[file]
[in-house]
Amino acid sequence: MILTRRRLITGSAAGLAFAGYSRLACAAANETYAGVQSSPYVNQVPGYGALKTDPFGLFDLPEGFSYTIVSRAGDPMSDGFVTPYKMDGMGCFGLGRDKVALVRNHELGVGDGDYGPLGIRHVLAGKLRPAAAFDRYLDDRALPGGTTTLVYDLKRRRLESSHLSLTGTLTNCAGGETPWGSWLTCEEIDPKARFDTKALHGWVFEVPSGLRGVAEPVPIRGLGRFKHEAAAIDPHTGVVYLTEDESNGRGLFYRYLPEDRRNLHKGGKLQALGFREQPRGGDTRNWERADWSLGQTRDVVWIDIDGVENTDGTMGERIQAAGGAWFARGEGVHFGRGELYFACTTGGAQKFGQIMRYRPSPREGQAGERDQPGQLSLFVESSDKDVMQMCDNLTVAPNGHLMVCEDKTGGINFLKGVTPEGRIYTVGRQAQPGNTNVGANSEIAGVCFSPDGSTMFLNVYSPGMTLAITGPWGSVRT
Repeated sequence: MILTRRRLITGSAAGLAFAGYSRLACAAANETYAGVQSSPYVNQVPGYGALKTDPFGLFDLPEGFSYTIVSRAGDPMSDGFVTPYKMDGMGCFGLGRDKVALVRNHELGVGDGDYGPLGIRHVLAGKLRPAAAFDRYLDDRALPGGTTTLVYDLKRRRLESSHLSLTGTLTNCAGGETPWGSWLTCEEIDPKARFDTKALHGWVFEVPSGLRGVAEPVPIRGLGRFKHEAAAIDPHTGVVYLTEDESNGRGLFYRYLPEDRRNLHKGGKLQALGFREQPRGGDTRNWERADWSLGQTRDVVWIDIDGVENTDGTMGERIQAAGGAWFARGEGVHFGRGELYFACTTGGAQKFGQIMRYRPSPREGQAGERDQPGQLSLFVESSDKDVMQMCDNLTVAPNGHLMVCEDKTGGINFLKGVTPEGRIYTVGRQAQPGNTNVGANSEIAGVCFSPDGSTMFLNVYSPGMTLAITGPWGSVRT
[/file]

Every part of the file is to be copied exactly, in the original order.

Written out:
[in-house]
Amino acid sequence: MILTRRRLITGSAAGLAFAGYSRLACAAANETYAGVQSSPYVNQVPGYGALKTDPFGLFDLPEGFSYTIVSRAGDPMSDGFVTPYKMDGMGCFGLGRDKVALVRNHELGVGDGDYGPLGIRHVLAGKLRPAAAFDRYLDDRALPGGTTTLVYDLKRRRLESSHLSLTGTLTNCAGGETPWGSWLTCEEIDPKARFDTKALHGWVFEVPSGLRGVAEPVPIRGLGRFKHEAAAIDPHTGVVYLTEDESNGRGLFYRYLPEDRRNLHKGGKLQALGFREQPRGGDTRNWERADWSLGQTRDVVWIDIDGVENTDGTMGERIQAAGGAWFARGEGVHFGRGELYFACTTGGAQKFGQIMRYRPSPREGQAGERDQPGQLSLFVESSDKDVMQMCDNLTVAPNGHLMVCEDKTGGINFLKGVTPEGRIYTVGRQAQPGNTNVGANSEIAGVCFSPDGSTMFLNVYSPGMTLAITGPWGSVRT
Repeated sequence: MILTRRRLITGSAAGLAFAGYSRLACAAANETYAGVQSSPYVNQVPGYGALKTDPFGLFDLPEGFSYTIVSRAGDPMSDGFVTPYKMDGMGCFGLGRDKVALVRNHELGVGDGDYGPLGIRHVLAGKLRPAAAFDRYLDDRALPGGTTTLVYDLKRRRLESSHLSLTGTLTNCAGGETPWGSWLTCEEIDPKARFDTKALHGWVFEVPSGLRGVAEPVPIRGLGRFKHEAAAIDPHTGVVYLTEDESNGRGLFYRYLPEDRRNLHKGGKLQALGFREQPRGGDTRNWERADWSLGQTRDVVWIDIDGVENTDGTMGERIQAAGGAWFARGEGVHFGRGELYFACTTGGAQKFGQIMRYRPSPREGQAGERDQPGQLSLFVESSDKDVMQMCDNLTVAPNGHLMVCEDKTGGINFLKGVTPEGRIYTVGRQAQPGNTNVGANSEIAGVCFSPDGSTMFLNVYSPGMTLAITGPWGSVRT